Very little, very often

In this study, British scientists set out to establish whether feeding carbohydrate early, and in very frequent but small doses, was more effective at prolonging endurance in runners than feeding same amount of carbohydrate later during an exercise bout, in a larger dose(11). Six well-trained runners underwent two trials in which they were fueled with carbohydrate during the first 75 minutes and then went on running until the point of exhaustion was reached. The two trials were identical except in the way the carbohydrate drink was consumed in each trial:

  • *Trial 1: No carbohydrate for the first 75 minutes; 75g of carbohydrate ingested at the 75th minute into exercise.
  • *Trial 2: Carbohydrate (75g in total) consumed from the start with runners consumed 5 grams at 5-minute intervals.

There were three key findings:

  1. When the runners underwent trial 2 (consuming carbs every five minutes from the word go), they used less muscle glycogen during the first 75 minutes than in trial 1.
  2. Consuming 5g every 5 minutes enabled the runners to extend their endurance – ie they were able to run for longer before becoming exhausted.
  3. There was a modest correlation in the amount of glycogen sparing and the delay in exhaustion; runners with the lowest use of muscle glycogen during the first 75 minutes tended to have to longest times to exhaustion.

The study authors were clear about their take-home message for runners. They concluded thus: ‘This study indicates that failure to ingest carbohydrates from the outset of prolonged running increases reliance on limited endogenous muscle glycogen stores – the effects of which cannot be rectified by subsequent carbohydrate ingestion late in exercise’. In other words, athletes should start consuming carbohydrate during exercise IMMEDIATELY and regularly (possibly as frequently as every five minutes) to maximize endurance later in the race. Consuming more carbohydrate later on in your event will NOT compensate for not consuming any early on because some muscle glycogen depletion has already occurred.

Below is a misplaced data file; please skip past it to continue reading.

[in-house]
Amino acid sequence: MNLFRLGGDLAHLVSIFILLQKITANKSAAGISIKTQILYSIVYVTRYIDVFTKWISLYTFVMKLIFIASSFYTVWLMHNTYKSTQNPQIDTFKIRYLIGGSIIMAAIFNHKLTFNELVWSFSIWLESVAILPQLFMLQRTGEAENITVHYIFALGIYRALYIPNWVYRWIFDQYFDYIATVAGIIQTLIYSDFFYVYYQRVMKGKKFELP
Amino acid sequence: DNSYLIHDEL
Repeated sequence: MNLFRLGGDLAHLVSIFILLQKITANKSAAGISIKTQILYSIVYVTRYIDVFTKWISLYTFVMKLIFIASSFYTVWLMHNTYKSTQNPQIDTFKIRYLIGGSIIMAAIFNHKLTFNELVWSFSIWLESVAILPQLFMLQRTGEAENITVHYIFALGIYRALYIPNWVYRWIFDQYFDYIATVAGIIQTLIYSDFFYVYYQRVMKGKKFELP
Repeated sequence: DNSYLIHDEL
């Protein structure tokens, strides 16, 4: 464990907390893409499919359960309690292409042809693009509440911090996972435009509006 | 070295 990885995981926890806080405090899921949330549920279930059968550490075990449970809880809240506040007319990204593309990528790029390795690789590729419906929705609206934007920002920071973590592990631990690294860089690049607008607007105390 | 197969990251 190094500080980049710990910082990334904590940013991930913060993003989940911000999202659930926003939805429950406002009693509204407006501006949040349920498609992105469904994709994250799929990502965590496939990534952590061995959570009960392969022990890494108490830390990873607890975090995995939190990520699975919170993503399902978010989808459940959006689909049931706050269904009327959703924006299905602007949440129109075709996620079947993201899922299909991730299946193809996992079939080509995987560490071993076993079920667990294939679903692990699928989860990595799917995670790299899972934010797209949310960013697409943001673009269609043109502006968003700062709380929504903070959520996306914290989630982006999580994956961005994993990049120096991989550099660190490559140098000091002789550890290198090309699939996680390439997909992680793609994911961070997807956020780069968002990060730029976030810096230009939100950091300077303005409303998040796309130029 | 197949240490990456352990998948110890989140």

Implications for endurance athletes

This study suggests that delaying feeding carbohydrate from the very outset might harm your performance later on in the race. It also suggests that no amount of ‘extra’ carbohydrate can compensate for the extra muscle glycogen used earlier in a race due to not feeding. It also suggests that very little and very often is an appropriate strategy for these early stages – the part of the race when most athletes won’t particularly feel the need to consume carbohydrate. Another important implication is that (because muscle glycogen stores are critical) all athletes MUST come to the race fully fueled and topped up with muscle glycogen(12). This means ensuring that you not only taper properly before an event, but you also ensure your carbohydrate intake in the days leading up to the race is ample. That’s another story of course, and one you can read about here!

References

  1. Sports Med 1992; 14: 27–42
  2. Metabolism 1996; 45: 915–921
  3. Am J Physiol Endocrinol Metab 1999; 276: E672–E683
  4. Med Sci Sports Ex 1993; 25:42-51
  5. Int J Sports Med 1994; 15:122-125
  6. Med Sci Sports Ex 1996; 28: i-vii
  7. J Athletic Training 2000; 35:212-214
  8. Int J Sports Nutr 1997; 7:26-38
  9. Nutrition Reviews 1996; 54: S136-S139
  10. Nutrients. 2019 Jun; 11(6): 1289
  11. Int J Sport Nutr Exerc Metab. 2020 Feb 28:1-7
  12. Med Sci Sports Exerc. 2016 Jan;48(1):123-31